Ask and you shall receive! Seek and you shall find! Knock and the door will be opened on to you! For whoever asks, receives. Whoever seeks, finds. And to whomever knocks, the door will be opened.
“So why is it,” many ask, “that I never get what I ask for?” Many people take this apparent contradiction to mean that God does not exist or he does not really love us. We’ve all experienced this phenomenon either personally or second hand. It’s not an easy question to answer, given the disposition of the one who asks.
St Augustine has a simple insight to resolve this apparent dilemma: Aut mali; aut male; aut mala (See De Civitate Dei, XX, 22 and 27; De Serm. Dom. In Monte, II, 27, 73).
When we do not get what we ask for in prayer, something is wrong on our part.
- Either we’re bad (mali)
- Or we pray badly (male)
- Or we are asking for bad stuff (mala)
Think of a parent shopping at Walmart with her 3-year-old. The kid is so used to getting all sorts of good things, he thinks he automatically deserves it. So when he begs his mom for a Red Bull energy drink at the checkout counter, he naturally expects to get what he wants. Mom naturally thinks otherwise.
The child begins to ask nicely, using the all-powerful, magic word, “PLEASE!” Under normal circumstances, that ought to work. Why on earth would mom rebut him with a blunt No?
To anyone who’s not a 3-year-old, it’s obvious that he’s asking for the wrong sort of thing (malum; pl. mala). Even if his mom explains that to him, he does not get it. He wants it. Now he thinks he has to have it. He reiterates, “PLEASE!!!” only louder this time.
At this point, other customers in the checkout line already notice that he is starting to ask badly (male) and they begin to anticipate the inevitable tantrum. Inevitably, the tantrum ensues. The boy has become malum (pl. mali).
Of course, we all understand that the kid is not evil incarnate. So what makes him bad? Or maybe that’s not the right question to ask, since the answer is so obvious.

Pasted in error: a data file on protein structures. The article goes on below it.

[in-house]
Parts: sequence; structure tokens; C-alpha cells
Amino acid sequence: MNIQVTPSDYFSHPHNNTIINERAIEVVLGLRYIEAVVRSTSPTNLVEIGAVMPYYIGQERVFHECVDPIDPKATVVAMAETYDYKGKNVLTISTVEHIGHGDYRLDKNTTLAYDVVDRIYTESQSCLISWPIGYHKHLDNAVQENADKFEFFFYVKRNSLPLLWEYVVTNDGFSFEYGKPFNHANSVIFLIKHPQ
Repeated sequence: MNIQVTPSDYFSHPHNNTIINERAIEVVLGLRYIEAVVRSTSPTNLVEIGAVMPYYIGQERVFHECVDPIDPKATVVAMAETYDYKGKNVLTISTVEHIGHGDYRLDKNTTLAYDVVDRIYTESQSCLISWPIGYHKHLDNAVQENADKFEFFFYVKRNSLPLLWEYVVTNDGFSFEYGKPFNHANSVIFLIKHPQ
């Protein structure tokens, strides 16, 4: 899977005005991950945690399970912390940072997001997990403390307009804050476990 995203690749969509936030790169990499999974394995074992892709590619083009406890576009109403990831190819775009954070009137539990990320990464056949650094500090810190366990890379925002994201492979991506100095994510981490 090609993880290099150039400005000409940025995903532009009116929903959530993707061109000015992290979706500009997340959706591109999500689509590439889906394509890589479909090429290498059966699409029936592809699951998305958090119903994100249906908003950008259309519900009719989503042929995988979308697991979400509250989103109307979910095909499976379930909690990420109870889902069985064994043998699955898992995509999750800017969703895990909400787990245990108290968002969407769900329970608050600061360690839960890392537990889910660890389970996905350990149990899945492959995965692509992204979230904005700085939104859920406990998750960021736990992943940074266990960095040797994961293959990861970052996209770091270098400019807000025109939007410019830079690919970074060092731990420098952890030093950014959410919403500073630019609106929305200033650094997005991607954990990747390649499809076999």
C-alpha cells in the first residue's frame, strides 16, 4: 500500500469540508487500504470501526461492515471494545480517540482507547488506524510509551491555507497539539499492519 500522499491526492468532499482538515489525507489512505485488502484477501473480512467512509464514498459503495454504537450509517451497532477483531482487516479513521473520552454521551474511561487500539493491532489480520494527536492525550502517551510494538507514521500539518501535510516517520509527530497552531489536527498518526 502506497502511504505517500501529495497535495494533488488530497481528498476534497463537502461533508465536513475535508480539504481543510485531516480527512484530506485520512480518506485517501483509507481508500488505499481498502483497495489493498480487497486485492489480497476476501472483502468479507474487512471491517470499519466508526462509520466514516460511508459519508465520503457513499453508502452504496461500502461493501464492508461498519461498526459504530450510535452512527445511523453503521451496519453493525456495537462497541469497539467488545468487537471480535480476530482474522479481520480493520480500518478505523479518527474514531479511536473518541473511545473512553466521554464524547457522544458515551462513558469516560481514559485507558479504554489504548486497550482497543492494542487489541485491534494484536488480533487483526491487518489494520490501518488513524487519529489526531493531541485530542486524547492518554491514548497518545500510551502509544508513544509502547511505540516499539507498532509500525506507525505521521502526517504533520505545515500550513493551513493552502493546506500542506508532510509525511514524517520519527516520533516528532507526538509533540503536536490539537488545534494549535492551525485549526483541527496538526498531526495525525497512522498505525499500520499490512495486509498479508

What makes us bad, when we’re bad?
Hollywood has an ironic way of answering these sorts of questions.
It’s in the intention. The intention and the irony. (I’ll just assume you’ve seen the movie).
I chose the portrait of the “Drowning Girl,” by Roy Lichtenstein — master of banality — to start this post, because I like Roy! He’s such an artistic genius. He has an uncanny knack for manipulating the ironic to point out the consequences of irony.
A little irony and self-effacing humor can be a good thing (otherwise we’re in trouble, aren’t we!). In excess, we unwittingly allow it to overtake us and become our modus operandi. It can even shape and determine what we do and what we fail to do, how we think and who we are. It can desensitize us, even to ourselves, and cause us to become mali. And here’s what’s so ironic about it: we can think we’re so innocent, so good. (Read The Screwtape Letters).
When we turn to God for answers, we need to check our intentions and check our irony at the door, before knocking. Ironically, we might need to purify our hearts in prayer, before be begin to pray.
Then, the God who is good and sees the good that is in our hearts will kindly give us what we ask for in prayer; for he already knows what we need even before we ask him for it.